“Social media is important and it’s fun,” he said. “We find a line and sometimes we cross it. I think we have an unusual voice for a venue of our size. For example, one of our new hires Ricky (Ricky Durst, senior director, marketing and ticketing) responded with a trigonometry equation to someone on Twitter who asked why the Tricky Triangle. We’re a unique sport and entertainment facility, so we have a unique way of chatting with fans. In the end, we’re all about having fun.”
While a lot of effort goes into figuring out what works and what doesn’t with their audience, Heaney has found that it is the simplest things that tend to resonate the most with the fan base. When asked what receives the most reactions or responses, Heaney didn’t hesitate with his response.
“Giveaways and snow photos,” he said. “I don’t understand the snow photos, but it’s popular.”
Just because the team has a clear understanding of what is popular doesn’t mean they rest on their laurels. Heaney is always scheming up ways to engage the Pocono fan base, and, for the most part, random brainstorms have lead to very successful campaigns.
“When we hit 100,000 followers, I came up with a plan to do a giveaway a day for 100 days,” Heaney recalled. “It was the most strenuous thing I’ve ever done. It’s a lot of data and reached about 4.1 million people during the middle of the winter when nothing else was going on in NASCAR.”
Pocono’s famous #WhatTurn4 was born out of a similar light bulb moment by Igdalsky.
“I really saw the power of the hashtag with a Twitter chats two years ago” explained Heaney. “I was on a plane on a random Tuesday night, bored but with internet access. I jumped on to see who was available to chat and 150 responses later, we’re trending with #WhatTurn4 in the U.S. It’s crazy to think that’s even possible.”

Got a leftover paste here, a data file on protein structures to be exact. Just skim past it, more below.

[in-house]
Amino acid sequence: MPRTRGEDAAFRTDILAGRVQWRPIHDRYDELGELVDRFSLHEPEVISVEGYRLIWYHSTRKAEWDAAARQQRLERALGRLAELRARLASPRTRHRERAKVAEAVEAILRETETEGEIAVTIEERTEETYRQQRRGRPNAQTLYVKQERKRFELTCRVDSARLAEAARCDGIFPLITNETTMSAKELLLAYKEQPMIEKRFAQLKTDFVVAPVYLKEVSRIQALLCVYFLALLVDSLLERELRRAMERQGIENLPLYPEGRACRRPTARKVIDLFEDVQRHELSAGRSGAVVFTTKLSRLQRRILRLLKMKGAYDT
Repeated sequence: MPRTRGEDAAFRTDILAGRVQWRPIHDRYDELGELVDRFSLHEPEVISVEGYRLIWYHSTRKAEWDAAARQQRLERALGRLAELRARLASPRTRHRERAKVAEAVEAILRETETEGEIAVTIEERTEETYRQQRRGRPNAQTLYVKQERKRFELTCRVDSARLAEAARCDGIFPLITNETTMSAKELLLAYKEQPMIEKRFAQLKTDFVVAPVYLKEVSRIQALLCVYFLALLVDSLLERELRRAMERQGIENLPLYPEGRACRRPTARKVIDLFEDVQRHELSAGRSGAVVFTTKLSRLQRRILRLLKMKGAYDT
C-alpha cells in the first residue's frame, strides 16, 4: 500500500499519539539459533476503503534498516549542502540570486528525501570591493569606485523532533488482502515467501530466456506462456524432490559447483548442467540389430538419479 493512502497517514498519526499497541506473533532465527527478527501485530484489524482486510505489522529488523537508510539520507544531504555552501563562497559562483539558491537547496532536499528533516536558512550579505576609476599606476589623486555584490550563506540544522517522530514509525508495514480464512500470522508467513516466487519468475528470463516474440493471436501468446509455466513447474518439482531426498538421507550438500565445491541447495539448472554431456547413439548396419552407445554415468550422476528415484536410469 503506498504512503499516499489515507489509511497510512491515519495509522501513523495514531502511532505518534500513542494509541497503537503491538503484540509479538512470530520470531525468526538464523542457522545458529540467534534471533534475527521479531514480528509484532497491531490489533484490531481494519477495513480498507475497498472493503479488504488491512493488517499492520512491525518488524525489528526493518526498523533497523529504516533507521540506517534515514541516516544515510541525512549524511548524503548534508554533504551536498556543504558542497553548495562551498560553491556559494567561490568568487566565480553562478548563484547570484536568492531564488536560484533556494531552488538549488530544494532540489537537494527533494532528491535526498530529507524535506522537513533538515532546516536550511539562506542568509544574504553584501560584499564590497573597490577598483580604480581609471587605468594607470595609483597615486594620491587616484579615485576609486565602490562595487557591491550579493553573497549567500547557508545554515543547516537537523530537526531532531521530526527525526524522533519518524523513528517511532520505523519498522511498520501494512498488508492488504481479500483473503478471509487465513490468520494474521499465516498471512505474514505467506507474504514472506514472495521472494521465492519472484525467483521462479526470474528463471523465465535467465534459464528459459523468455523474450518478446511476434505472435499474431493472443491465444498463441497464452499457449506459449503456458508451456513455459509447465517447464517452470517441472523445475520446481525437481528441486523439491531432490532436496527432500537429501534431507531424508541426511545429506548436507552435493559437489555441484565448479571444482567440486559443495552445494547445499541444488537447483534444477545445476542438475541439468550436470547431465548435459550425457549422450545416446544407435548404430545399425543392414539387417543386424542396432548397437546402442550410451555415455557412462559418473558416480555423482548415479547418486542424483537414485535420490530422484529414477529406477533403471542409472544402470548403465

Heaney’s latest endeavor involved Periscope, which turned the routine task of parking haulers in June into an international affair.
“I’m having a blast with Periscope, I may never do a Twitter chat again,” said Heaney. “We were talking to people from Istanbul, Australia and Ireland just to name a few places. We reached 2,000 viewers just watching haulers parking for 40 minutes. I was just talking and it was fun.”
When Heaney first joined the Pocono staff, it was in response to the need of having a single person dedicated 100% to social media. In just four short years, one person is no longer enough, and his team has expanded as a result. Kelly Shannon, an intern from East Stroudsburg University, is one of those new team members. Similar to Heaney, Shannon had no prior interest or experience in motorsports, but her time with the raceway has been an eye opener.
“I had worked on a social media project with one of my former professors, who had later reached out to me about this opportunity he had received from Kevin and it all worked out,” Shannon explained. “I’ve done social media stuff before but it was for a smaller company. So, doing the same task for a bigger company like this shows how constant social media is and how much of an instant gratification is for people.”
One of the primary drivers behind the need for extra help is Heaney’s mandate not to miss a single question from a fan.